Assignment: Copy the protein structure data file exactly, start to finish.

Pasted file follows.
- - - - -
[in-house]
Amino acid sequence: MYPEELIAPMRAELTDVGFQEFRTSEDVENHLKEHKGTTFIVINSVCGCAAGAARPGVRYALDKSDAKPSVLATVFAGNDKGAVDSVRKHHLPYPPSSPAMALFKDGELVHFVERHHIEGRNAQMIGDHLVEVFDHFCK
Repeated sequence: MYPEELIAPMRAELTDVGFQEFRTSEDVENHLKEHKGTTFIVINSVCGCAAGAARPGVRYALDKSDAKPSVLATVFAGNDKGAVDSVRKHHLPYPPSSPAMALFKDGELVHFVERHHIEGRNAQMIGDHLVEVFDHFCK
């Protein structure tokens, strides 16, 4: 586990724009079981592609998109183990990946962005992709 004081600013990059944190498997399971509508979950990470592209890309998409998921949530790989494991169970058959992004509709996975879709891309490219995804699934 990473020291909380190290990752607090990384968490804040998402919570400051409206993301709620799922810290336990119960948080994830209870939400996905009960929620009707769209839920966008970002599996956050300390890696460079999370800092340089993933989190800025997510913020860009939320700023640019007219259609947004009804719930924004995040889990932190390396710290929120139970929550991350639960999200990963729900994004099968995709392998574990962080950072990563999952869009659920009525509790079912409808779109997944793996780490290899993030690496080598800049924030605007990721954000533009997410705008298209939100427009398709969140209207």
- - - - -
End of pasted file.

[in-house]
Amino acid sequence: MYPEELIAPMRAELTDVGFQEFRTSEDVENHLKEHKGTTFIVINSVCGCAAGAARPGVRYALDKSDAKPSVLATVFAGNDKGAVDSVRKHHLPYPPSSPAMALFKDGELVHFVERHHIEGRNAQMIGDHLVEVFDHFCK
Repeated sequence: MYPEELIAPMRAELTDVGFQEFRTSEDVENHLKEHKGTTFIVINSVCGCAAGAARPGVRYALDKSDAKPSVLATVFAGNDKGAVDSVRKHHLPYPPSSPAMALFKDGELVHFVERHHIEGRNAQMIGDHLVEVFDHFCK
């Protein structure tokens, strides 16, 4: 586990724009079981592609998109183990990946962005992709 004081600013990059944190498997399971509508979950990470592209890309998409998921949530790989494991169970058959992004509709996975879709891309490219995804699934 990473020291909380190290990752607090990384968490804040998402919570400051409206993301709620799922810290336990119960948080994830209870939400996905009960929620009707769209839920966008970002599996956050300390890696460079999370800092340089993933989190800025997510913020860009939320700023640019007219259609947004009804719930924004995040889990932190390396710290929120139970929550991350639960999200990963729900994004099968995709392998574990962080950072990563999952869009659920009525509790079912409808779109997944793996780490290899993030690496080598800049924030605007990721954000533009997410705008298209939100427009398709969140209207």